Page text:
Episode 1 Bronte Country – Tony embarks on another expedition through some of Britain’s most historic landscapes. The moors and valleys of West Yorkshire were the home of, and inspiration for, the Brontes, the literary family who produced such classics as Wuthering Heights and Jane Eyre. Over four days, Tony heads out from the Victorian wool capital of Bradford and treks in a giant loop around what is now known as Bronte Country. From the birth of Charlotte, Emily, Anne and their brother Branwell in the suburb of Thornton, he traces their childhoods to the much romanticised Bronte hub of Haworth, finding that the harsh reality of life in the 1820s was far removed from the fantasy world dreamed up by the children at their father’s parsonage home.
Episode 2 Victoria and Albert’s Highland Fling – Tony visits the Cairngorms National Park to discover how Queen Victoria and Prince Albert helped shape Scottish traditions and imagery, such as tartan, bagpipes and caber tossing. Starting in Pitlochry, he traverses the Killiecrankie Pass, where the Jacobites won the Battle of Killiecrankie, and ends his trek at Balmoral and the fantasy castle Albert built as his and Victoria’s Highland escape.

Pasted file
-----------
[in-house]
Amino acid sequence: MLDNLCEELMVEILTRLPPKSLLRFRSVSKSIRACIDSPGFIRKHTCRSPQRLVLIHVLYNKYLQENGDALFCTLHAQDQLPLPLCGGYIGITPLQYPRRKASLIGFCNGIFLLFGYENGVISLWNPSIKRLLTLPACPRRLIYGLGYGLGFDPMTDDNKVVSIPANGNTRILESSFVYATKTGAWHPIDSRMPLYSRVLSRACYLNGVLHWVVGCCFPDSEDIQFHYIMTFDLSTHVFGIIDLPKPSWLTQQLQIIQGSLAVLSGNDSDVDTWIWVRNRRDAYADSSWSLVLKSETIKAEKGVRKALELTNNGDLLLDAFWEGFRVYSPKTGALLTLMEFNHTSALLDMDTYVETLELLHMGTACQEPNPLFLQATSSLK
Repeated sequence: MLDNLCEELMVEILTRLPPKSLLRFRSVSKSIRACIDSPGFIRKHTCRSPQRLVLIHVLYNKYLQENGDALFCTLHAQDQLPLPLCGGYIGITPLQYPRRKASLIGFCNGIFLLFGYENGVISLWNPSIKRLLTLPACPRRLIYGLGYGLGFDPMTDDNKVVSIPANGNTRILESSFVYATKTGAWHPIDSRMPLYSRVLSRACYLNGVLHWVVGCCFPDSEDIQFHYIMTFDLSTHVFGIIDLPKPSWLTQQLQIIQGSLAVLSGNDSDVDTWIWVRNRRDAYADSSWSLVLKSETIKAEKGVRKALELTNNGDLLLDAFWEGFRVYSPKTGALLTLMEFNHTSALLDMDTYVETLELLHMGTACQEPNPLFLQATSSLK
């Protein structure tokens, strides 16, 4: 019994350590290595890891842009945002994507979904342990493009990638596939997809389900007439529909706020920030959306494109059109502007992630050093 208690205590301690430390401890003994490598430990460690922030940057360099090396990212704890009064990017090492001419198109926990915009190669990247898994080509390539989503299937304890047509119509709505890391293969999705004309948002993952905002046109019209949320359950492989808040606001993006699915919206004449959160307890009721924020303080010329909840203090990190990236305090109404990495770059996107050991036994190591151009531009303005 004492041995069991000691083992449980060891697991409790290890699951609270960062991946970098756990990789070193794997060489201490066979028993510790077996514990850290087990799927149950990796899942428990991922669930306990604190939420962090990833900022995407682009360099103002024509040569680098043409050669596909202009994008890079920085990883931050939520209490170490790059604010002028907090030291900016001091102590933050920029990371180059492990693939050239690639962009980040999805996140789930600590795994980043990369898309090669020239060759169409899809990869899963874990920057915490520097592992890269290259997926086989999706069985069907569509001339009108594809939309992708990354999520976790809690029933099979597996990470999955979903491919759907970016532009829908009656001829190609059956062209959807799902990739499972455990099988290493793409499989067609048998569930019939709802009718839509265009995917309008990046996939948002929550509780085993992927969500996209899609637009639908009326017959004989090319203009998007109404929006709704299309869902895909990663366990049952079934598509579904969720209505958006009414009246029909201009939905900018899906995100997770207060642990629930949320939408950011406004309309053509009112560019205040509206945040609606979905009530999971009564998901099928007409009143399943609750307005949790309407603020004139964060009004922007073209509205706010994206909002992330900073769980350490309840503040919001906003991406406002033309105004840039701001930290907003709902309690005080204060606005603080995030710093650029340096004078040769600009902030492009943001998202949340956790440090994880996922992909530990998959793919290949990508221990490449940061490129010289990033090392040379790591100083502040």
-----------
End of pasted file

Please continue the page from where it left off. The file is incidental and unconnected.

Episode 3 Norman Conquest of Pembrokeshire – Tony heads to the south west corner of Wales and one of Britain’s finest coastal paths to find out why Pembrokeshire feels so English, even though it’s more than 100 miles from the border. With its numerous castles and a fine cathedral, there are sure signs the Normans stamped their mark over the area. Tony’s four day walk traces the story of their conquest of the county, which he discovers was very different from the knockout victory at Hastings, involving a long, fiercely fought struggle.